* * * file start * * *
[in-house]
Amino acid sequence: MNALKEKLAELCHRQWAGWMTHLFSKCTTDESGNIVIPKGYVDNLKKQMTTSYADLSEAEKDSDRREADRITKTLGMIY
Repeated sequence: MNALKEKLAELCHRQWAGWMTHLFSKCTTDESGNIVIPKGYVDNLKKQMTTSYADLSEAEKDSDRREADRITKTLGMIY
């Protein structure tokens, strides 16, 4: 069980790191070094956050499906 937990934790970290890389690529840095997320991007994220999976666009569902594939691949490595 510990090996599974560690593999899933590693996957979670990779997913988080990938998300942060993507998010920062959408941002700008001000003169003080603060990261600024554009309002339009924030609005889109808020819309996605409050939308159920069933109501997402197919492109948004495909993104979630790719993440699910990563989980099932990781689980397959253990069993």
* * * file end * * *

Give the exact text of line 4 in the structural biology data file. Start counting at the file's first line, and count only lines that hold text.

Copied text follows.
């Protein structure tokens, strides 16, 4: 069980790191070094956050499906 937990934790970290890389690529840095997320991007994220999976666009569902594939691949490595 510990090996599974560690593999899933590693996957979670990779997913988080990938998300942060993507998010920062959408941002700008001000003169003080603060990261600024554009309002339009924030609005889109808020819309996605409050939308159920069933109501997402197919492109948004495909993104979630790719993440699910990563989980099932990781689980397959253990069993």